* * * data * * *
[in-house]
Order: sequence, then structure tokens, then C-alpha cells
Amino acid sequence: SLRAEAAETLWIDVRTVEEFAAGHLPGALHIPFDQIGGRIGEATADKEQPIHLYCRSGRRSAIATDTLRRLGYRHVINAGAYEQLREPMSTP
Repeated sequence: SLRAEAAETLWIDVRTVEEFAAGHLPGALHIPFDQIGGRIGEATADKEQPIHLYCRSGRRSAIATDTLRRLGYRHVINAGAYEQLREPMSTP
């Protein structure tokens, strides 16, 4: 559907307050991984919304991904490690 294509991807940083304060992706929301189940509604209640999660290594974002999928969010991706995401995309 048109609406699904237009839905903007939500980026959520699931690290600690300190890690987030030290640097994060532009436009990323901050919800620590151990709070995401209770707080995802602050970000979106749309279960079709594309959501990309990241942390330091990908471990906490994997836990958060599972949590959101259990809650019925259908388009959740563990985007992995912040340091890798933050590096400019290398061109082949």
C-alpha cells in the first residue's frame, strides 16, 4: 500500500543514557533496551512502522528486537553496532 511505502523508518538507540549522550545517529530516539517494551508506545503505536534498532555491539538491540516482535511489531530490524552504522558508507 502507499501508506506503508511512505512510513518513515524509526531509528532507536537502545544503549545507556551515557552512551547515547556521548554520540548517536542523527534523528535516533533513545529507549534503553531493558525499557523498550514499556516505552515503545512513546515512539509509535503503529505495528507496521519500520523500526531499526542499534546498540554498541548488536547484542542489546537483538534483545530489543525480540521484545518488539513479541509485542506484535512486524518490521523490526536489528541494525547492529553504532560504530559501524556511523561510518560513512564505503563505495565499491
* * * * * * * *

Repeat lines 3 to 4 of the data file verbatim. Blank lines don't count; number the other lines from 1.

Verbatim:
Amino acid sequence: SLRAEAAETLWIDVRTVEEFAAGHLPGALHIPFDQIGGRIGEATADKEQPIHLYCRSGRRSAIATDTLRRLGYRHVINAGAYEQLREPMSTP
Repeated sequence: SLRAEAAETLWIDVRTVEEFAAGHLPGALHIPFDQIGGRIGEATADKEQPIHLYCRSGRRSAIATDTLRRLGYRHVINAGAYEQLREPMSTP